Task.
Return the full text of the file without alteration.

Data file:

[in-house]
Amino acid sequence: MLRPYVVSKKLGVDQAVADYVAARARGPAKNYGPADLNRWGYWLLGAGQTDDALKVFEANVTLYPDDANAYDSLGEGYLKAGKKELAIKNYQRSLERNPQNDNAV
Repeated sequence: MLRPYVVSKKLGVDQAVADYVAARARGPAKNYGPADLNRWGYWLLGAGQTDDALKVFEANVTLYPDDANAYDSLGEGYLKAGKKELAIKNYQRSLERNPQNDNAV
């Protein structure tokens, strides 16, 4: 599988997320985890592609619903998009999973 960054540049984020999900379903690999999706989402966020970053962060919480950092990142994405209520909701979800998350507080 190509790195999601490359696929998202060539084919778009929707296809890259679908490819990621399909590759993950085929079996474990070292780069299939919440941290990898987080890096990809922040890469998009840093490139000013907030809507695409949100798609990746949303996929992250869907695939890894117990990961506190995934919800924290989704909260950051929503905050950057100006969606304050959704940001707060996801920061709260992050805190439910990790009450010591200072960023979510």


[in-house]
Amino acid sequence: MLRPYVVSKKLGVDQAVADYVAARARGPAKNYGPADLNRWGYWLLGAGQTDDALKVFEANVTLYPDDANAYDSLGEGYLKAGKKELAIKNYQRSLERNPQNDNAV
Repeated sequence: MLRPYVVSKKLGVDQAVADYVAARARGPAKNYGPADLNRWGYWLLGAGQTDDALKVFEANVTLYPDDANAYDSLGEGYLKAGKKELAIKNYQRSLERNPQNDNAV
């Protein structure tokens, strides 16, 4: 599988997320985890592609619903998009999973 960054540049984020999900379903690999999706989402966020970053962060919480950092990142994405209520909701979800998350507080 190509790195999601490359696929998202060539084919778009929707296809890259679908490819990621399909590759993950085929079996474990070292780069299939919440941290990898987080890096990809922040890469998009840093490139000013907030809507695409949100798609990746949303996929992250869907695939890894117990990961506190995934919800924290989704909260950051929503905050950057100006969606304050959704940001707060996801920061709260992050805190439910990790009450010591200072960023979510």